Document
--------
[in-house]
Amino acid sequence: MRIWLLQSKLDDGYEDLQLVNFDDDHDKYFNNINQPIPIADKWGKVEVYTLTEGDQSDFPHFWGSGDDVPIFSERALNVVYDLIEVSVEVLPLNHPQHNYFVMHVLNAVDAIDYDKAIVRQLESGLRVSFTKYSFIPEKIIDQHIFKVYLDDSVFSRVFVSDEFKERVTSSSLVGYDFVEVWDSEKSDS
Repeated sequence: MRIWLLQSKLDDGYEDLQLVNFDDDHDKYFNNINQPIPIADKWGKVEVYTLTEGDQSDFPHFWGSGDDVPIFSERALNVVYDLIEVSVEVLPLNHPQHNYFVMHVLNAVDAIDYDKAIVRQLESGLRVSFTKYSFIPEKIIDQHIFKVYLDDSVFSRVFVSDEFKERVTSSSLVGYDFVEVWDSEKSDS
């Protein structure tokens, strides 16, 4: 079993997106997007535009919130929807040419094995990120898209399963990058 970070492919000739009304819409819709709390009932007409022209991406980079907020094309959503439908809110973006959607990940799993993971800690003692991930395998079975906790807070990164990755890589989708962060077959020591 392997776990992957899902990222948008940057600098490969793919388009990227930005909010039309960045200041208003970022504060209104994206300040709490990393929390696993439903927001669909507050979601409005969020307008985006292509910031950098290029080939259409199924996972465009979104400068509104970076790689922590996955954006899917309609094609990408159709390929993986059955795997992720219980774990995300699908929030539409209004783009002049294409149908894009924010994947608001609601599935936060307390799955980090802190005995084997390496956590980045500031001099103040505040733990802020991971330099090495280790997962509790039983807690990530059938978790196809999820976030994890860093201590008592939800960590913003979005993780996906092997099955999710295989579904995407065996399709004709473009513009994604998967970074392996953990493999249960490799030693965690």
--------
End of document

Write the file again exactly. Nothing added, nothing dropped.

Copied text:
[in-house]
Amino acid sequence: MRIWLLQSKLDDGYEDLQLVNFDDDHDKYFNNINQPIPIADKWGKVEVYTLTEGDQSDFPHFWGSGDDVPIFSERALNVVYDLIEVSVEVLPLNHPQHNYFVMHVLNAVDAIDYDKAIVRQLESGLRVSFTKYSFIPEKIIDQHIFKVYLDDSVFSRVFVSDEFKERVTSSSLVGYDFVEVWDSEKSDS
Repeated sequence: MRIWLLQSKLDDGYEDLQLVNFDDDHDKYFNNINQPIPIADKWGKVEVYTLTEGDQSDFPHFWGSGDDVPIFSERALNVVYDLIEVSVEVLPLNHPQHNYFVMHVLNAVDAIDYDKAIVRQLESGLRVSFTKYSFIPEKIIDQHIFKVYLDDSVFSRVFVSDEFKERVTSSSLVGYDFVEVWDSEKSDS
């Protein structure tokens, strides 16, 4: 079993997106997007535009919130929807040419094995990120898209399963990058 970070492919000739009304819409819709709390009932007409022209991406980079907020094309959503439908809110973006959607990940799993993971800690003692991930395998079975906790807070990164990755890589989708962060077959020591 392997776990992957899902990222948008940057600098490969793919388009990227930005909010039309960045200041208003970022504060209104994206300040709490990393929390696993439903927001669909507050979601409005969020307008985006292509910031950098290029080939259409199924996972465009979104400068509104970076790689922590996955954006899917309609094609990408159709390929993986059955795997992720219980774990995300699908929030539409209004783009002049294409149908894009924010994947608001609601599935936060307390799955980090802190005995084997390496956590980045500031001099103040505040733990802020991971330099090495280790997962509790039983807690990530059938978790196809999820976030994890860093201590008592939800960590913003979005993780996906092997099955999710295989579904995407065996399709004709473009513009994604998967970074392996953990493999249960490799030693965690």